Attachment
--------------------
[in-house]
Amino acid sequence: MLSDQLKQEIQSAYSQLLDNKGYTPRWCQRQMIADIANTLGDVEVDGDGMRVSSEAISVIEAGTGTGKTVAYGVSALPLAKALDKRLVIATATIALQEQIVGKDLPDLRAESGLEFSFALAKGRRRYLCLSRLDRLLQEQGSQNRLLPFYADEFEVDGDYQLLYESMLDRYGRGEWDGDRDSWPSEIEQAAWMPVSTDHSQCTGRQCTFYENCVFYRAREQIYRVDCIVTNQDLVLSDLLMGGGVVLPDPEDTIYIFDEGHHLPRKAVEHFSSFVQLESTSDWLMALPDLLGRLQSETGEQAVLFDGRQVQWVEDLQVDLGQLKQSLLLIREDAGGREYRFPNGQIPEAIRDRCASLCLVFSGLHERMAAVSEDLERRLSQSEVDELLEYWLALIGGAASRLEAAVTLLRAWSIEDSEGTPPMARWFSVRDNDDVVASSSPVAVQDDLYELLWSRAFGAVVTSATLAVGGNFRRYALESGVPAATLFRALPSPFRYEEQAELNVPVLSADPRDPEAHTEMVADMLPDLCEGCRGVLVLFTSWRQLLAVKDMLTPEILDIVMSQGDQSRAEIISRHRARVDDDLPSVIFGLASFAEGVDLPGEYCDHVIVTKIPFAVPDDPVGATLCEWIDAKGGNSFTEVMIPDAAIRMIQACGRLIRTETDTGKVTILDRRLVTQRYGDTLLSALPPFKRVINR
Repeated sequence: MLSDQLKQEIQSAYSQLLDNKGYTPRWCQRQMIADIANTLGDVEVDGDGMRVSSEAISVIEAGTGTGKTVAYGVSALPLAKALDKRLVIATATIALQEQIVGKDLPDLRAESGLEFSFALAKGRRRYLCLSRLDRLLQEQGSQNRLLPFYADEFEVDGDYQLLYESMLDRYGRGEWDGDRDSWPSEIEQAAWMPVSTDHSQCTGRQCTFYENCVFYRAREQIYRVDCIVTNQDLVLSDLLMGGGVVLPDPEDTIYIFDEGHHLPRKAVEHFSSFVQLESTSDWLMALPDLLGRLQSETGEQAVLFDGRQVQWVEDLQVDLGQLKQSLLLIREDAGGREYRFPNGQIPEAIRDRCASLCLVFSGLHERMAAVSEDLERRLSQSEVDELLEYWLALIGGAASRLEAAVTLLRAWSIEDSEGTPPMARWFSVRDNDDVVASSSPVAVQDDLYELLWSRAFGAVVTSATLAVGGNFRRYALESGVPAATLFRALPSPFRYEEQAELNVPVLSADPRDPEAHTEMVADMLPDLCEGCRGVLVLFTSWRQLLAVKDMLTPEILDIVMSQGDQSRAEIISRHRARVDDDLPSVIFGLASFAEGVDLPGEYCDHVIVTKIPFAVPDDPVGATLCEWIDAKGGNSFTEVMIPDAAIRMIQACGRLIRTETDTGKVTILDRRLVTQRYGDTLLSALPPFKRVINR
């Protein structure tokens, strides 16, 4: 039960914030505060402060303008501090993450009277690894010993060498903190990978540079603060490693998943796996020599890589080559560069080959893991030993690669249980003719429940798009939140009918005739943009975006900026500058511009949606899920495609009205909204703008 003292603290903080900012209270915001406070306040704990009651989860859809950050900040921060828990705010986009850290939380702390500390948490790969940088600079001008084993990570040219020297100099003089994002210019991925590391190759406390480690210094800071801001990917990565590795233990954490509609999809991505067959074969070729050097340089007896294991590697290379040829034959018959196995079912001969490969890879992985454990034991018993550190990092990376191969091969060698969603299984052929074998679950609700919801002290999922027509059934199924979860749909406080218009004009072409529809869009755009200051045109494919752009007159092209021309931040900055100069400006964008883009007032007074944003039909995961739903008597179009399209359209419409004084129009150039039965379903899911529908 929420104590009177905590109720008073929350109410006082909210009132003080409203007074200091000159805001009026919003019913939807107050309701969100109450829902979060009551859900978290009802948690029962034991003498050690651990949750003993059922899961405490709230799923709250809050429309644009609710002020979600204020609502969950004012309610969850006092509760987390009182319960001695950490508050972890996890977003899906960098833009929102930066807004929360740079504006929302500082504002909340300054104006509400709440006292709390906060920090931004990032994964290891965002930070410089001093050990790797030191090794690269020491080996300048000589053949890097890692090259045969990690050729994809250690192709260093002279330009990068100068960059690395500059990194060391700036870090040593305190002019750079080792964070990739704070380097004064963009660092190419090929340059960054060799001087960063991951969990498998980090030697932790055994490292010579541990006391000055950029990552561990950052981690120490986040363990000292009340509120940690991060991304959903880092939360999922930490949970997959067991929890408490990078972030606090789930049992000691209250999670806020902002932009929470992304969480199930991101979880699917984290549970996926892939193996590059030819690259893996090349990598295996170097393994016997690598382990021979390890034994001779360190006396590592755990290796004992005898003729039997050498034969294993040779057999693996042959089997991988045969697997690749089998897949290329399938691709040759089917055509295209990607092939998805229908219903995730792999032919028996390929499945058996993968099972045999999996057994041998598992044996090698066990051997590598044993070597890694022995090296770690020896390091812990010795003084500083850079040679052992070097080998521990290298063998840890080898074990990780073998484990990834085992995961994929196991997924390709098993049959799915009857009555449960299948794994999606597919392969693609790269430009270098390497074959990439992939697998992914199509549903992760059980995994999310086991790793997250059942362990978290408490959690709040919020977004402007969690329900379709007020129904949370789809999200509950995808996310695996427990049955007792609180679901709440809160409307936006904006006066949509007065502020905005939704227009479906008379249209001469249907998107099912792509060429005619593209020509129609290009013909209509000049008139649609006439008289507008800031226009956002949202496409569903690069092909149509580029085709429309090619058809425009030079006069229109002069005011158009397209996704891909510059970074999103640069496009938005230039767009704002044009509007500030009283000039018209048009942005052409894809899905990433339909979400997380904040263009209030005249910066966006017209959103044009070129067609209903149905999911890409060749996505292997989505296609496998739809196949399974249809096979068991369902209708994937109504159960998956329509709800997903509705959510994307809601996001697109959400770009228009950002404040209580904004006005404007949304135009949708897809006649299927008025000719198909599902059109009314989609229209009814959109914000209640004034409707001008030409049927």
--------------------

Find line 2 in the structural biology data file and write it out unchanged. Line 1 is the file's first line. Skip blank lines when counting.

Amino acid sequence: MLSDQLKQEIQSAYSQLLDNKGYTPRWCQRQMIADIANTLGDVEVDGDGMRVSSEAISVIEAGTGTGKTVAYGVSALPLAKALDKRLVIATATIALQEQIVGKDLPDLRAESGLEFSFALAKGRRRYLCLSRLDRLLQEQGSQNRLLPFYADEFEVDGDYQLLYESMLDRYGRGEWDGDRDSWPSEIEQAAWMPVSTDHSQCTGRQCTFYENCVFYRAREQIYRVDCIVTNQDLVLSDLLMGGGVVLPDPEDTIYIFDEGHHLPRKAVEHFSSFVQLESTSDWLMALPDLLGRLQSETGEQAVLFDGRQVQWVEDLQVDLGQLKQSLLLIREDAGGREYRFPNGQIPEAIRDRCASLCLVFSGLHERMAAVSEDLERRLSQSEVDELLEYWLALIGGAASRLEAAVTLLRAWSIEDSEGTPPMARWFSVRDNDDVVASSSPVAVQDDLYELLWSRAFGAVVTSATLAVGGNFRRYALESGVPAATLFRALPSPFRYEEQAELNVPVLSADPRDPEAHTEMVADMLPDLCEGCRGVLVLFTSWRQLLAVKDMLTPEILDIVMSQGDQSRAEIISRHRARVDDDLPSVIFGLASFAEGVDLPGEYCDHVIVTKIPFAVPDDPVGATLCEWIDAKGGNSFTEVMIPDAAIRMIQACGRLIRTETDTGKVTILDRRLVTQRYGDTLLSALPPFKRVINR